How To Better NASCAR For Casual Fans

How To Better NASCAR For Casual Fans

By Chris Cole

February 6, 2019

I consider myself a casual fan of NASCAR at most and a fringe fan at best, but in recent years I haven’t really given myself a chance to get back into Cup racing.  The three stages they implemented last year felt alien to me but I know it has been able to produce some great action in the middle of a race. It’s well known that NASCAR has been struggling to get butts in seats and eyes on the TV so they have been doing what they can to give some intrigue to their brand like the three race stages.  While people either like or dislike that setup, I have four ideas they should do to satisfy die-hard fans as well as appealing to casual fans like me.

Idea #1: Test ideas out in the Gander Outdoors Truck Series first.

In the past, NASCAR has used the lower level series to test to out ideas to try and make the racing better. For example, they tested out the caution clock and stage racing in the lower level series.If it’s something involving major changes to a car, like the Car of Tomorrow, it should be tried out in the Xfinity Series first since cars and trucks will behave differently to any structural changes. Changes that are gradually introduce are more welcomed and expected by fans compared to the overhauls NASCAR has done recently which have alienated some longtime fans.

Idea #2: Make all Crown Jewel Races a traditional race without Stages

What are Crown Jewel Races?  They are the four of the biggest races on the NASCAR calendar. The races are called the Daytona 500 (Daytona International Raceway), Coca-Cola 600 (Charlotte Motor Speedway), Southern 500 (Darlington Raceway) and the Brickyard 400 (Indianapolis Motor Speedway).  Each of these races are of significant prestige to NASCAR and I think they shouldn’t be messed with in terms of the three stages. They should be the old-fashion start-to-finish no-stage marathons that die-hard fans want to have for every race instead of the stages.  It brings variety as well as importance to these races.

Idea #3: Any track that has a second race should have that race on the infield circuit if they have one.

Harking back to the idea of having more variety to the schedule, another thing that could bring more fans to the races is having some of the tracks that get a second race and have an infield circuit, utilize that course for their other race.  When NASCAR comes back to Daytona instead instead of racing around the 2.5 tri-oval again for the Coke Zero Sugar 400, they should utilize the road course used for the Rolex 24 hours of Daytona. NASCAR proved last year that using the Roval set-up for the second race at Charlotte Motor Speedway brought a lot of intrigue and worked well for the most part.  Heck, make the first race at Phoenix be on their road course and utilize the oval for the playoffs.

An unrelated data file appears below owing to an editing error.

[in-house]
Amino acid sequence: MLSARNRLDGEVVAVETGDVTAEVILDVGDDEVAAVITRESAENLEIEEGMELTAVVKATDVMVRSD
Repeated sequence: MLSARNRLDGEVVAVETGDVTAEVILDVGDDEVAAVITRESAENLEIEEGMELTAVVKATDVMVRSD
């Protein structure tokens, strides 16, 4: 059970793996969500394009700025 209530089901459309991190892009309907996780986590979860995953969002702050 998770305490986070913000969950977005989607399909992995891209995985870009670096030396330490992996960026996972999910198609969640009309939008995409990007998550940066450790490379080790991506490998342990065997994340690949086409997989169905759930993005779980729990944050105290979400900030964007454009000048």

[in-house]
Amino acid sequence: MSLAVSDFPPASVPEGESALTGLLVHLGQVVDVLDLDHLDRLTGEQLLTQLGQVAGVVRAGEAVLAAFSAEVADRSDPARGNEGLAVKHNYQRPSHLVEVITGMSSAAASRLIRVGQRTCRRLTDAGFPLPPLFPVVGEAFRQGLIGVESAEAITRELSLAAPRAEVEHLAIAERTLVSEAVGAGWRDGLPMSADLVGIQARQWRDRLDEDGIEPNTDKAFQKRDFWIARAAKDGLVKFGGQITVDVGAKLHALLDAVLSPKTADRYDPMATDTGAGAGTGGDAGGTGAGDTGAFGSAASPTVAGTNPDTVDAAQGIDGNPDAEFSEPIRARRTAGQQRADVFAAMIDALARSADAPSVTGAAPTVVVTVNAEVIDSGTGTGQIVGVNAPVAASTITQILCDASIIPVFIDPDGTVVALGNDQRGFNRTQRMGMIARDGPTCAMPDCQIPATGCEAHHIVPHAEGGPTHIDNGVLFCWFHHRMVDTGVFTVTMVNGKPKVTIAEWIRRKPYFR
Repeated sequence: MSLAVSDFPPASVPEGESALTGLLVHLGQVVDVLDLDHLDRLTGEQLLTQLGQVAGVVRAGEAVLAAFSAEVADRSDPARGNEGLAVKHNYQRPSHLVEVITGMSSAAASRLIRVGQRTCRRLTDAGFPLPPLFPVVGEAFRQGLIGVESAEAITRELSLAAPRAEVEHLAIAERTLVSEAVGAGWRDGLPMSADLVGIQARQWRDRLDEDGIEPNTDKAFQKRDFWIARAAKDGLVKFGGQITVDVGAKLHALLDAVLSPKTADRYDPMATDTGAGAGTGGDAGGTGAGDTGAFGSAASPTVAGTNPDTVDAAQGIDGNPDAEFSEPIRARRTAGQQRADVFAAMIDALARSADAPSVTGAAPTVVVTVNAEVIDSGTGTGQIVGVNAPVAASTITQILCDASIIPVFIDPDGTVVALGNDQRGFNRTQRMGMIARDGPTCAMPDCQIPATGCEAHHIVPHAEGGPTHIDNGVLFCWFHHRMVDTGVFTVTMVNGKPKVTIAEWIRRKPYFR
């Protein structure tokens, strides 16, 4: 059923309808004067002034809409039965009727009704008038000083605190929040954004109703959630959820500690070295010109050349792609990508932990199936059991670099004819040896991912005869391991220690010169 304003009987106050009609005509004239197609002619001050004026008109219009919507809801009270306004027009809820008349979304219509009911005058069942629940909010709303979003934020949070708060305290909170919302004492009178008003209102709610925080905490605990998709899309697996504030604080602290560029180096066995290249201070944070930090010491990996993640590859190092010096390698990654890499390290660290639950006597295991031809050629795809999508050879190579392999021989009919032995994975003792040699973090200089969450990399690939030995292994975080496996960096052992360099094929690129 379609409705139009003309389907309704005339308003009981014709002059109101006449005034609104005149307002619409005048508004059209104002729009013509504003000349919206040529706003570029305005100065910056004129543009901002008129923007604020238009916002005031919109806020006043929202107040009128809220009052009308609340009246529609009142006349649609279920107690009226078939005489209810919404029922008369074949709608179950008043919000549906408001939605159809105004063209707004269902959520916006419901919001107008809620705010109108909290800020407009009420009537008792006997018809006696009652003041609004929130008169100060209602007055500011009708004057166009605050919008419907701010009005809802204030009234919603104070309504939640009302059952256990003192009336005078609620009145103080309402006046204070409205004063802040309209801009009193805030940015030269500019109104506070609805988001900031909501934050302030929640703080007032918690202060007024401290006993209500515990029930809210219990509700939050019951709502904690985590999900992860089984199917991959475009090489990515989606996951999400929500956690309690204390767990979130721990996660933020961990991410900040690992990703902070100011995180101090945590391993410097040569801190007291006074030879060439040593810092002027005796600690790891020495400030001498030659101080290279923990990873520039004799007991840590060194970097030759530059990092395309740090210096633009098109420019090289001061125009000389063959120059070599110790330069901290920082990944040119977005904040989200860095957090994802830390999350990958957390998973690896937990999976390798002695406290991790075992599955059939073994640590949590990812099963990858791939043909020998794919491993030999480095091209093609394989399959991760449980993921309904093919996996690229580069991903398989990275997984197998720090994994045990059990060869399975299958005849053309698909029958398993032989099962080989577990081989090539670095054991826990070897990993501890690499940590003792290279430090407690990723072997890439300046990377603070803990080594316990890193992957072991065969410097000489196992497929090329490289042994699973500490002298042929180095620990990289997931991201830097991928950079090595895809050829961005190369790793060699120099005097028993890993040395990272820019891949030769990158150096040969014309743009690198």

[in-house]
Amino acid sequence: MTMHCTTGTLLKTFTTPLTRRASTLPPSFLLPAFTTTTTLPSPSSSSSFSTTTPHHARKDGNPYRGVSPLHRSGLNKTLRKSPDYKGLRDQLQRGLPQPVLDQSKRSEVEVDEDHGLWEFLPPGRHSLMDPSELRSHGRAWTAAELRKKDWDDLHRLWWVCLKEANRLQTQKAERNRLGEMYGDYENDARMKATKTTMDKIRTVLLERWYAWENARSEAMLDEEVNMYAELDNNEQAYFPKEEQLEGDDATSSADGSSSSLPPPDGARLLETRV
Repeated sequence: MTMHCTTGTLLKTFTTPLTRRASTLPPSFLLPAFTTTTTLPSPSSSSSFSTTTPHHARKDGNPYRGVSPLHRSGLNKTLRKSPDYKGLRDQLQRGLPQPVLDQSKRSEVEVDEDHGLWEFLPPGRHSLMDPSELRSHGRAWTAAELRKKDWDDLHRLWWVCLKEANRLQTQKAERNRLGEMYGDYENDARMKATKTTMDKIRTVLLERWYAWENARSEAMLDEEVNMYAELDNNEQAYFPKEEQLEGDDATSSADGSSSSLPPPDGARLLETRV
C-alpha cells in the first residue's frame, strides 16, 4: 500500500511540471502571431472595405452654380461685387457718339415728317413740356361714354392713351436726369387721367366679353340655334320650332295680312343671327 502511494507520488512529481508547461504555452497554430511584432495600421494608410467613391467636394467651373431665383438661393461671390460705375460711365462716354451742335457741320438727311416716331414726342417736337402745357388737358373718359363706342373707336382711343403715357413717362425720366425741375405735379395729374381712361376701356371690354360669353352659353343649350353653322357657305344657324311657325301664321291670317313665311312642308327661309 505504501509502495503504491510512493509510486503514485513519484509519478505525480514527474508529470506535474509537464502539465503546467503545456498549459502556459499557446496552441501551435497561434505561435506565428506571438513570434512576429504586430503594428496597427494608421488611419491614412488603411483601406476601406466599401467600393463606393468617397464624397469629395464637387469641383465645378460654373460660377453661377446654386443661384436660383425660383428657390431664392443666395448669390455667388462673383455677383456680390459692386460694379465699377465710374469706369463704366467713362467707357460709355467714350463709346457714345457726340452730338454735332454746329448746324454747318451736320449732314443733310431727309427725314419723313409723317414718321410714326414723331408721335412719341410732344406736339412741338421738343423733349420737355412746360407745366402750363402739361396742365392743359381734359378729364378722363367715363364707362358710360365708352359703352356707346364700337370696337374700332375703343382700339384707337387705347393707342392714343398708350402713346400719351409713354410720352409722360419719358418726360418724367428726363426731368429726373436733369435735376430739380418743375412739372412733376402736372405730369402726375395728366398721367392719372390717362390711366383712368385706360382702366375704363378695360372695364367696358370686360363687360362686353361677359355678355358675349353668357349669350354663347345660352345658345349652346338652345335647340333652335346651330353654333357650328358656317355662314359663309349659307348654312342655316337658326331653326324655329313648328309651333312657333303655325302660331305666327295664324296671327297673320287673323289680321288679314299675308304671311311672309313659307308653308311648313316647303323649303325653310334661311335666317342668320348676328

Idea #4: Have some races be two complete rounds in one weekend by splitting the distance.

What do Superbikes, Australian Supercars, and IndyCar have in common?  They have at least one round in which they conduct two races in one weekend.  NASCAR should emulate more of what Australia does for some of their rounds more so than the other two motorsport references.  For example, the Australian Supercar series will label their races like NASCAR does by indicating the distance of the race in the name of the race (i.e. the Daytona 500 is a 500-mile race).  One race in the Supercar series is the Townsville 400, with the 400 meaning 400 kilometers and not miles. The Townsville 400 is split into two races, each lasting 200 kilometers.

NASCAR could take a race like the Camping World 400 at Chicagoland Speedway and split it into two, 200-mile races.  To add more variety they could make the first race happen Saturday night and the second race happen Sunday afternoon.  It would create unique setup changes and strategies between the two races as well as extra exposure on TV as there would be a Cup race two-straight days in a row. This could only work on the race weekends that the Xfinity or Truck Series isn't racing, unless NASCAR decides to give their fans a double-header.

So how do these four ideas satisfy everyone?

For the hardcore fan that wants a straightforward race without the stages they get the big races without a mandatory interruption and for the casual fan they get to see NASCAR showcase their cars through a variety of different trials from ovals, rovals, and regular road courses.   For me, if NASCAR actually did any of this it would show everyone that they want to innovate while also showing respect for tradition. Seek the new, but respect the old should be the motto NASCAR should follow from this point forward.

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